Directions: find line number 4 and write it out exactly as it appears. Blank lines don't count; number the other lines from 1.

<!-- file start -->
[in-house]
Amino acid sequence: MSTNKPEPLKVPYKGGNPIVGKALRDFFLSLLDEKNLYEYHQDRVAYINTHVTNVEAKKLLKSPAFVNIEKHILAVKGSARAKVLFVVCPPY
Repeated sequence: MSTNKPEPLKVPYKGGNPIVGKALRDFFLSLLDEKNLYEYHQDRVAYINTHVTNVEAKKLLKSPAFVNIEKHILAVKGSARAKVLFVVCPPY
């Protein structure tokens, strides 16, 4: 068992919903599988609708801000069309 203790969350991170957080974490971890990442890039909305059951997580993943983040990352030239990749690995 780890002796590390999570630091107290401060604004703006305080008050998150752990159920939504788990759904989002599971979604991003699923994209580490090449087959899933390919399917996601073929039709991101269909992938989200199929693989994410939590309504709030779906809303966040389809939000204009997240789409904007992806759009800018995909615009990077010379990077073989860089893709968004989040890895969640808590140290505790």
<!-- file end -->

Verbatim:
């Protein structure tokens, strides 16, 4: 068992919903599988609708801000069309 203790969350991170957080974490971890990442890039909305059951997580993943983040990352030239990749690995 780890002796590390999570630091107290401060604004703006305080008050998150752990159920939504788990759904989002599971979604991003699923994209580490090449087959899933390919399917996601073929039709991101269909992938989200199929693989994410939590309504709030779906809303966040389809939000204009997240789409904007992806759009800018995909615009990077010379990077073989860089893709968004989040890895969640808590140290505790």